My guess would be an artisan who exhibits as much business acumen as great soap. None of the current artisans themselves will be alive in 100 years; if the business survives, so will their recipes and soap. I’ll put my chips on Stirling and B&M.
Besides the classics others mentioned (Tabac, DRH, etc.) Stirling was one that came to my mind too based on the size and success of their business. They've got body wash now and I know they are working on other fragrances and products (I think Rod said candles are in the works). I can foresee that operation surviving a long time either as a business within their family or being purchased by another individual or company.
 

Hannah's Dad

Contributor
Besides the classics others mentioned (Tabac, DRH, etc.) Stirling was one that came to my mind too based on the size and success of their business. They've got body wash now and I know they are working on other fragrances and products (I think Rod said candles are in the works). I can foresee that operation surviving a long time either as a business within their family or being purchased by another individual or company.
My thoughts exactly.
 
Business is jamming now. Plenty of customers. But 100 years from now? I doubt we’ll even be lathering soap by then. Probably all getting our hair laser removed. Or editing genes to not grow hair.

Never thought of that. Maybe something like taking a pill or something!
 

Dragonsbeard

Contributor
Proraso will probably be around as to many barbers use it and I'll bet some bigger company buys them out at some point.
 
I honestly can't picture a single brand staying in business that long. Most artisan brands these days last for 5-10 years at best, and the big name companies that have lasted 50-100 years will eventually crumble as the times change.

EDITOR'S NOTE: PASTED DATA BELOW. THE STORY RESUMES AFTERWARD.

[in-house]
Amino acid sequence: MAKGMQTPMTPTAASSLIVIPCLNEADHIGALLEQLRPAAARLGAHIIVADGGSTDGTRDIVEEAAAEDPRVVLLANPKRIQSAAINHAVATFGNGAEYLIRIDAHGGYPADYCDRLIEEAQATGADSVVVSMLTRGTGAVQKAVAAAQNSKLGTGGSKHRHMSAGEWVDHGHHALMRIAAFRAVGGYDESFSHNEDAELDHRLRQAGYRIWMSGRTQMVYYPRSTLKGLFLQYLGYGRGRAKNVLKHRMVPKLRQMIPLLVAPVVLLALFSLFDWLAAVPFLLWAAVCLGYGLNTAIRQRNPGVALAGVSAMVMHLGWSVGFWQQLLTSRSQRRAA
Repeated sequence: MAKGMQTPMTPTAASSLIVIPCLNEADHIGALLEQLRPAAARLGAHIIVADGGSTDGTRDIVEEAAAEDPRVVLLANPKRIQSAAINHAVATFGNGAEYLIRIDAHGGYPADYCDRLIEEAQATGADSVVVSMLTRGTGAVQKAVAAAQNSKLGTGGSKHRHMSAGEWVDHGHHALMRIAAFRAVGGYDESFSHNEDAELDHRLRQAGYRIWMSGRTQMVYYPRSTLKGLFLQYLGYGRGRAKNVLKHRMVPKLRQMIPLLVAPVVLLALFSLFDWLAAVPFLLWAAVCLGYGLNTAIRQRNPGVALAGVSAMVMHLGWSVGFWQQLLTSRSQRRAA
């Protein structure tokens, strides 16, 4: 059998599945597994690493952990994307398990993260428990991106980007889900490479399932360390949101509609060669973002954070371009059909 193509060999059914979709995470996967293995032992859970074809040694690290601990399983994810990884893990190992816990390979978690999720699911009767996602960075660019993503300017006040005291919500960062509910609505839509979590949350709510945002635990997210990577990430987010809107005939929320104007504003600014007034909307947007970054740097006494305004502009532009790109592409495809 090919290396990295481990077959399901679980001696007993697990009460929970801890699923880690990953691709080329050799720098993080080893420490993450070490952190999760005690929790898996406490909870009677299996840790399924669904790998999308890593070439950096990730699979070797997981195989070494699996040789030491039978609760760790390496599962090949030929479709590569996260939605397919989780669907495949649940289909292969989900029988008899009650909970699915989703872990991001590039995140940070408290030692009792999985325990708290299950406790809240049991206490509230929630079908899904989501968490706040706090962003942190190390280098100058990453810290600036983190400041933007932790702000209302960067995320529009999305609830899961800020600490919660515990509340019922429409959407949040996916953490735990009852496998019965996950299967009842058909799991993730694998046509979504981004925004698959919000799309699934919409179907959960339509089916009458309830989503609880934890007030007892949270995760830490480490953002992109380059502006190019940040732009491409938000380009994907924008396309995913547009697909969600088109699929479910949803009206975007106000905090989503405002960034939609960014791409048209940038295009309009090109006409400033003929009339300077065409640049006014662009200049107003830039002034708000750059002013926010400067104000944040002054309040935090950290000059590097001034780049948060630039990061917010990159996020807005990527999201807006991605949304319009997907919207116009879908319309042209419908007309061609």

I'm going to go with Arko. After the inevitable nuclear holocaust, the cockroaches will be eating twinkies and shaving with Arko.
 
I agree with Rudy. No current artisans will be around 100 years from now. Best they can hope for is to pass along the business to their children. Or sell it to someone that will carry on. For most it’s a hobby they make a little money on. And when the market dries up so will they. I highly doubt any artisans are setting up a sweet retirement fund. Or much less thinking of the business 100 years from now. Actually, probably a handful are actually doing well enough to truly live of the business. And I mean a literal handful. 5-10 maybe.

Business is jamming now. Plenty of customers. But 100 years from now? I doubt we’ll even be lathering soap by then. Probably all getting our hair laser removed. Or editing genes to not grow hair.

Toothpick is probably right. Just like we no longer use ice boxes (except the small coolers we take to picnics and tailgate parties), rotary dial telephones and many other inventions of the 19th and early 20th centuries, in the next 100 year shaving is likely to go one of two directions. One direction might be to forego shaving all together and grow beards as some cultures have done. The other may be the permanent removal of all facial hair so shaving is unnecessary.